ClôturesBack to Projects list
- Terni, Italy
Design: Enrica Dall'Ara, Sara Angelini
Construction: Enrica Dall'Ara and GATR Giovani Architetti Terni
Clôtures is a conceptual project intended for the public space. It is replicable and adaptable in the intentions in different contexts and situations.
Clôtures was realized in Terni during the 1st Festival of Architecture in the Umbria region Think Town Terni (20 Sept – 03 Oct, 2010) promoted by GATR Terni Young Architects association. The festival had also the support of the Umbria Region, the Municipality of Terni, the British Council, and of other public and private promoters.
Clôtures concept moves from the primary meanings of garden. Garden, in different languages, means an enclosed place. It has always assumed this configuration during different ages and cultures, although in many different ways and forms. The Garden is a place cut out and declined from the landscape and close to the architecture. It is a place separated from the landscape and opened, extrovert in relation to the intimacy of the human being – thoughts, feelings, creativity – and the architecture that he lives. Inside the garden the nature is recreated by the human work that takes care of the place. The idea of Clôtures arises from these concepts. These little enclosures are pure volumes, abstractions in a parallelepipeds form. The material chosen to give this kind of sensation and shape is a transparent fabric, like a gauze, that shows the protective role of the boundary but, at the same time, is fragile, light and in relation with the landscape and the environment surround. Inside the boundary it is possible to seed, to plant, to water and to wait for the blooming. What happens spontaneously in nature, happens through careful preparation in the garden. It is a demonstration of an intention that could come out from a private and subjective context to involve the public space and the community.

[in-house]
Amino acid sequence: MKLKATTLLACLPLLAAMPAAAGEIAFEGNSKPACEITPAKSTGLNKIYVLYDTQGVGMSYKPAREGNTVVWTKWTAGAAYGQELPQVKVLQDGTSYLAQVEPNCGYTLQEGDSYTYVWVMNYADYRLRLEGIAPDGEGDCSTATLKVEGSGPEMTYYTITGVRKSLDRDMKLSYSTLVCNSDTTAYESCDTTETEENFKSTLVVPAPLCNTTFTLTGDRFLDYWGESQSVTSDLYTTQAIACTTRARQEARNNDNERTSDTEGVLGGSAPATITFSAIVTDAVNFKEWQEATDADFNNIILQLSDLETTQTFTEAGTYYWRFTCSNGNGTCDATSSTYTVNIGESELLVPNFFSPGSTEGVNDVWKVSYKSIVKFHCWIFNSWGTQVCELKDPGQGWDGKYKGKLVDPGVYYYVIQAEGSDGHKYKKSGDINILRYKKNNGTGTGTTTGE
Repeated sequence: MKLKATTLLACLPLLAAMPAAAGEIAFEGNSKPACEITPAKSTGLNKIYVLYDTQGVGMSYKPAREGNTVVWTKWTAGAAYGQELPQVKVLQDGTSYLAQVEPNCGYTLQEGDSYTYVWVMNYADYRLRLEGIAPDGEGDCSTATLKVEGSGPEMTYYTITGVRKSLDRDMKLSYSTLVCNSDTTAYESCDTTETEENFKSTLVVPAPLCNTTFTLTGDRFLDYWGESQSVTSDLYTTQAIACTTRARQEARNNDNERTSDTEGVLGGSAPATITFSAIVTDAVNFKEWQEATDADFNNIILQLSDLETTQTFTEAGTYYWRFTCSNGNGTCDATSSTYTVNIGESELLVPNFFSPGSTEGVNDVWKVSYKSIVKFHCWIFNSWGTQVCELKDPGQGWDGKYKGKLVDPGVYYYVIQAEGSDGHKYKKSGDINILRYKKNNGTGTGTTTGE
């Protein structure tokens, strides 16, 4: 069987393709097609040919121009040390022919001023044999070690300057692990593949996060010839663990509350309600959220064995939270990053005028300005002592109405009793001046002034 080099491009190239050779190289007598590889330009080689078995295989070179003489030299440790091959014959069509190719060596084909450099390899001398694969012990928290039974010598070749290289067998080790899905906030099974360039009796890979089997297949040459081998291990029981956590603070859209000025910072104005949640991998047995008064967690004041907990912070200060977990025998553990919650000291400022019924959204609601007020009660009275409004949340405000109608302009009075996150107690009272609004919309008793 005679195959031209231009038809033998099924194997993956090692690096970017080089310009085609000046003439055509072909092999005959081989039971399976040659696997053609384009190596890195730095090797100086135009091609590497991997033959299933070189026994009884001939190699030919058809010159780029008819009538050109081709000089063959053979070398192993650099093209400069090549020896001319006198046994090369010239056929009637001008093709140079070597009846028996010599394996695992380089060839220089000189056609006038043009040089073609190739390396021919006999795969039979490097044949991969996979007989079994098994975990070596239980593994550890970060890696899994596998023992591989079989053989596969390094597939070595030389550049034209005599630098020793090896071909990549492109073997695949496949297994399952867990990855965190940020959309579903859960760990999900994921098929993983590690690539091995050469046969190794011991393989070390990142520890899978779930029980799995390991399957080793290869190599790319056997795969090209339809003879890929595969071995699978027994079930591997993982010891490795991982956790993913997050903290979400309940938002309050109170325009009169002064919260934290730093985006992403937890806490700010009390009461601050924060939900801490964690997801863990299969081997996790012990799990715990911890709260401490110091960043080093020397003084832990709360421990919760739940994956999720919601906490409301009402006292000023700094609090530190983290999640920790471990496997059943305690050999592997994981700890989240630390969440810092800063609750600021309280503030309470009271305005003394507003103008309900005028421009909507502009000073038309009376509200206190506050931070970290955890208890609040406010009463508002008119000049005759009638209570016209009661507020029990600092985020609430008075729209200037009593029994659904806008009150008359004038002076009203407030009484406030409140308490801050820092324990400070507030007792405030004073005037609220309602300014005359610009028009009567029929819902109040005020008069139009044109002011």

In Terni we realized little enclosed gardens with autumnal herbaceous (Salvia uliginosa, Tulbaghia violacea, Verbena bonariensis) and some empty fences ready to be completed by the inhabitants. The fences were realized in a fabric commonly used in plasterboard works and stakes of steel.